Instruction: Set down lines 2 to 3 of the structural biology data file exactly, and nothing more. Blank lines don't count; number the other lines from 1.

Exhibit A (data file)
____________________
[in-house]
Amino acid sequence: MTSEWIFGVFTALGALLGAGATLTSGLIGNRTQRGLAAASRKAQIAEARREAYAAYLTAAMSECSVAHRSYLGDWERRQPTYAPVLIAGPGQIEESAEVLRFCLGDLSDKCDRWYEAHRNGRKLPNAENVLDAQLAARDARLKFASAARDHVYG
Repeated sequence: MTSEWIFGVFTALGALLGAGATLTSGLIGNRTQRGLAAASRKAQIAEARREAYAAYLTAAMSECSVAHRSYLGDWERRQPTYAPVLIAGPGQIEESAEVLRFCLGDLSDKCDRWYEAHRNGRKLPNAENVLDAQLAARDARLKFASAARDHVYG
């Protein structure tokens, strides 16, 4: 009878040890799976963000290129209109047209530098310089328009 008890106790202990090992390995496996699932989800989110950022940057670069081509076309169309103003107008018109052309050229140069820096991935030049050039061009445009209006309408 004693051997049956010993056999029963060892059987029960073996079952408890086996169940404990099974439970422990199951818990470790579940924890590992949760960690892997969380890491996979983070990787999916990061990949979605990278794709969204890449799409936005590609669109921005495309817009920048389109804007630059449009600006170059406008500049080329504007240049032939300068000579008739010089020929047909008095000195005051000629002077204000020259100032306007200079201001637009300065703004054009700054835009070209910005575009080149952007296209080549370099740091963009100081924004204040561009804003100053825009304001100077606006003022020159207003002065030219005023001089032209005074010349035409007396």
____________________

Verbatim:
Amino acid sequence: MTSEWIFGVFTALGALLGAGATLTSGLIGNRTQRGLAAASRKAQIAEARREAYAAYLTAAMSECSVAHRSYLGDWERRQPTYAPVLIAGPGQIEESAEVLRFCLGDLSDKCDRWYEAHRNGRKLPNAENVLDAQLAARDARLKFASAARDHVYG
Repeated sequence: MTSEWIFGVFTALGALLGAGATLTSGLIGNRTQRGLAAASRKAQIAEARREAYAAYLTAAMSECSVAHRSYLGDWERRQPTYAPVLIAGPGQIEESAEVLRFCLGDLSDKCDRWYEAHRNGRKLPNAENVLDAQLAARDARLKFASAARDHVYG